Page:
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This Doctor Has Skied Up a Mountain Every Winter Day for 30 Years

BRECKENRIDGE, Colo. — Guided by a dim light on the handlebars of his vintage mountain bike, 67-year-old Dr. Craig Louis Perrinjaquet leaves his home around 6 o’clock each winter morning, no matter how cold, dark, icy or snowy, and pedals uphill to the base of Breckenridge Ski Resort.

His ski poles are mounted to the bike frame with foam pipe insulation and his skis — 40-year-old Rossignol Randonnees — stick up into the air like a flagpole behind him, rigged onto the seat post with a bungee cord and hose clamps.

Fueled by a piece of fruit and handful of nuts, he wears outdated telemark boots, a ski helmet, mittens held together with duct tape and an 18-year-old jacket and snow pants, hand-me-downs from a friend. He waves at bus drivers and gets a friendly honk from passing cars.

Dr. Perrinjaquet, who has worked as a family and sports medicine physician for 30-plus years and is known as Doc PJ, leaves his bike near the base of the chairlift, which won’t start turning for another two hours. He clicks into his climbing skis and sets off up the freshly groomed run, the only sound whisk whisk, whisk whisk. Slowly, the pre-dawn sky lightens to vibrant shades of pink and purple, magnifying the surrounding white peaks.

He reaches his turnaround point — a lodge near the top of the chairlift. The mile and a half-long hike takes him about 35 minutes. Sometimes, if he’s feeling giddy, he actually runs, on his skis, the last few yards to the top.

Dr. Perrinjaquet refers to the whole routine as “Type 2 fun,” a brand of “fun when it’s done” pleasure. But the pursuit of fun — Type 2 or otherwise — is not the only reason he does it.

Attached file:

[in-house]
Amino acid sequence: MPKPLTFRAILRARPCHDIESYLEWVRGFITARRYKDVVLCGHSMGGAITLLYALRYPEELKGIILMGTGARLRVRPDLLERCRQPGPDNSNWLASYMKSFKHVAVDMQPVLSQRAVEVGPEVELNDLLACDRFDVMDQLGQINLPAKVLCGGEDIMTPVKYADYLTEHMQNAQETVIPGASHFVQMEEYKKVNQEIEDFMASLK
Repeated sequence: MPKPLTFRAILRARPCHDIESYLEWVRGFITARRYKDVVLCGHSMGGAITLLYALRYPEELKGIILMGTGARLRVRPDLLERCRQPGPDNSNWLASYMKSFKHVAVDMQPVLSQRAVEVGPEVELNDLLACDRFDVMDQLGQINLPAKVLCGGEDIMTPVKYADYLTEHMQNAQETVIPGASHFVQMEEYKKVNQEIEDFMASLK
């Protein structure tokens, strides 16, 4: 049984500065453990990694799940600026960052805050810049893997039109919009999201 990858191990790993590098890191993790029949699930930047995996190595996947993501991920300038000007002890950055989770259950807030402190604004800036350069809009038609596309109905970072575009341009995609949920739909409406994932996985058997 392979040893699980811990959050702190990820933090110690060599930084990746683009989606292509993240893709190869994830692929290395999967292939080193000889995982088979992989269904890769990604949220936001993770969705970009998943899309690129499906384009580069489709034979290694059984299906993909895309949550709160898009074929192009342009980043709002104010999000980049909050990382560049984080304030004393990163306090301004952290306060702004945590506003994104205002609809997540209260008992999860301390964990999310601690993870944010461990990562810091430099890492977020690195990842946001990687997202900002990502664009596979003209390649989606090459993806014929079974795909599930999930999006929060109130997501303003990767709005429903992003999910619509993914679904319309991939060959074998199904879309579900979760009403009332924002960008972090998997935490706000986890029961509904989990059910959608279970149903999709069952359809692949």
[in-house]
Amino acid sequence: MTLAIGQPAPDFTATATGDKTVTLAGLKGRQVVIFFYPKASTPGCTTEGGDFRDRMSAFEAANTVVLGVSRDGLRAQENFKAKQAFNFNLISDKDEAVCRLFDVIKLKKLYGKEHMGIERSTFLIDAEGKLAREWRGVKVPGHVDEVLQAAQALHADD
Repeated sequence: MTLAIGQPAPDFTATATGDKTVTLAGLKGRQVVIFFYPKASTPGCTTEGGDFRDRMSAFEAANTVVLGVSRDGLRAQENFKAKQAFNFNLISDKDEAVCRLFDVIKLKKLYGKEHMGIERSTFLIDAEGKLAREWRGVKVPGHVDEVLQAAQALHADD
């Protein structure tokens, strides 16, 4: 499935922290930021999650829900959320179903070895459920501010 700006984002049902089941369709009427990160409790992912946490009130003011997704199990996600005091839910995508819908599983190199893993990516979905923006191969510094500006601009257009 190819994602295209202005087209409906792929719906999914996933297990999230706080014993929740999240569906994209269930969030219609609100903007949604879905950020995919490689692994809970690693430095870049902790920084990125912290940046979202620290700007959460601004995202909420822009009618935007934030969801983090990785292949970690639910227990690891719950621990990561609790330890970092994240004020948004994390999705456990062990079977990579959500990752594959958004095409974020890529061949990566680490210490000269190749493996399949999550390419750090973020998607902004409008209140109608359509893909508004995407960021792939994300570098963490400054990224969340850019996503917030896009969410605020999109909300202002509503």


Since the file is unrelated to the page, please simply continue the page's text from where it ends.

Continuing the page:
“There’s this mystique about uphill that it’s so hard. Ski area uphill is low impact,” he said, referring to climbing the groomed and predictable slopes of a ski resort. “It’s really the safest, easiest thing to do. Some people might get bored doing it every day, but I love it. The wind and snow and sky are fresh every day. It’s my deal.”

Since the coronavirus pandemic began, uphill skiing, like many outdoor pursuits, has become tremendously popular. People the world over are marching up resort slopes, though most uphillers, especially those new to the pastime, would hesitate to call it easy.

“I always said, you’ll never, ever make me hike in ski boots,” says Petra Tibbitts, who bought gear for uphill skiing when resorts closed after the pandemic hit in March 2020. “Now, I just love it. It’s kind of your own battle, not just physical, but in your mind and ego. When I get to the top and turn around to see the sun coming up, it’s just so beautiful.”

Dr. Perrinjaquet’s uphill regimen has been a daily winter fixture for the last three decades.

“He’s part of the early vanguard of people doing it,” says longtime friend Jeffrey Bergeron, “but his uphill routine is probably the least interesting thing about him.”

At one point, Dr. Perrinjaquet was Michael Jackson’s tour doctor. A musician himself, he plays stand-up bass in a local band called The Pine Beatles. When he’s not schlepping up the slopes before sunrise or at his clinic, Dr. Perrinjaquet focuses much of his time on humanitarian work. He spent years traveling to Honduras and Nepal to provide free medical treatment, even putting a hard-working Nepalese teenager through medical school and paying for the construction of his clinic. They chat over Skype every Sunday.